Ubiquitin is a small modifier protein that is highly conserved during evolution from yeast to human. Ubiquitin modification is one of the most sophisticated and versatile post-translational modifications that regulates numerous biological functions, including inflammation, apoptosis, cancer, cell cycle, DNA repair, Parkinson's disease and endocytosis. We are especially interested in understanding the role of a specific type of ubiquitination known as linear ubiquitination.
Linear ubiquitin chain is a unique linkage type of chain which is linked via a Met residue instead of commonly used Lys residues. As this atypical type of ubiquitin chain was discovered quite recently, little is known about its regulation. The only known linear ubiquitination-specific E3 ligase is LUBAC (linear ubiquitin assembly complex), which consists of HOIP, SHARPIN and HOIL-1L (Figure 1A).
We showed that the E3 ligase complex LUBAC plays a critical role in the regulation of TNF-a-induced NF-kB signaling. We aim to understand a) how LUBAC generates linear ubiquitin chains, and b) what the target substrates are. In the laboratory we established an in vitro ubiquitination assay to monitor ubiquitin chain formation by using purified proteins HOIP, SHARPIN and HOIL-1L. We identified a critical residue Cys885 in the HOIP catalytic domain in the regulation of linear ubiquitin chain formation. Cys885 is conserved in different species and is located at the second RING domain (Figure 1A).
In HHARI E3 ligase, the Cys is a ubiquitin-loading residue for the intermediate status of ubiquitin transfer to the substrates, which was the first example of the 'HECT-RING hybrid' type of E3 ligase. Accordingly, the purified HOIP-C885S mutant no longer generated linear ubiquitin chains in vitro (Figure 1B) or no longer activated NF-kB (Figure 1C), suggesting HOIP as the HECT-RING type of E3 ligase. However, the manner in which HOIP is specific for generating linear ubiquitin chains is entirely unclear. By further analyzing the catalytic activity of HOIP, we aim to elucidate the enzymatic regulation of LUBAC in the generation of linear ubiquitin chains. Moreover, we are currently setting up a system to screen new targets of LUBAC E3 ligase by combining the in vitro ubiquitin assay with protein chip array.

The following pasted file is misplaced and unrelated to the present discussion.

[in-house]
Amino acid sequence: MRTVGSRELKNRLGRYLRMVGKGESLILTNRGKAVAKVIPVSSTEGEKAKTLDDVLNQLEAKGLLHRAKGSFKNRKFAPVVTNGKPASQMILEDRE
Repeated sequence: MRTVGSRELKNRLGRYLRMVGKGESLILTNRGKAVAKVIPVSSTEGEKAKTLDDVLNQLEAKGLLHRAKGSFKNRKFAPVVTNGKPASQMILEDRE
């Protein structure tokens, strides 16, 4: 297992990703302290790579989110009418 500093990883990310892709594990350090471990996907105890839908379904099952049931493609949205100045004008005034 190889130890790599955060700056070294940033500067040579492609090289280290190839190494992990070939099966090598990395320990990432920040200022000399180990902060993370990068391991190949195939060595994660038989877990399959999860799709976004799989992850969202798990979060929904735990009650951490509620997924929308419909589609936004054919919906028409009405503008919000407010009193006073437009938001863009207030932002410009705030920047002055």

SHARPIN, one of the non-catalytic subunits of LUBAC, plays a critical role in the regulation of inflammatory responses in vivo. In SHARPIN-deficient (cpdm) mice, inflammation is significantly upregulated in several organs, including the skin. Histological analysis of skin tissue of cpdm mice clearly shows that a SHARPIN deficiency causes inflammation of the skin and apoptosis, as determined by immunohistochemistry using anti-cleaved caspase 3 antibody (Figure 2A). We identified FADD as a new substrate of LUBAC that regulates the TNF-induced apoptosis pathway. FADD is ubiquitinated by LUBAC E3 ligase in vitro (Figure 2B), and this ubiquitination event is required for the anti-apoptosis signaling cascade. We plan to clarify whether apoptosis in keratinocytes plays a role in the regulation of skin inflammation of cpdm, mice using genetically modified mouse models.
To further understand the linear ubiquitination signal in biological functions in vivo, we are establishing a mutant mouse line of HOIP. Depletion of HOIP in mice leads to embryonic lethality before the age of E11-E12 due to developmental defects. This is similar to the phenomena identified in many NF-kB-deficient mice, including NEMO, IKK2, and p65. We aim to understand how HOIP functions during development. Based on the results of screening, we will focus on the role of HOIP in different diseases, using genetically modified mouse lines, in order to discover new biological functions of the linear ubiquitination signal. In summary, we will elucidate novel functions of the linear ubiquitin signal by combining the biochemical screening method to identify new targets of LUBAC and genetically modified animal models.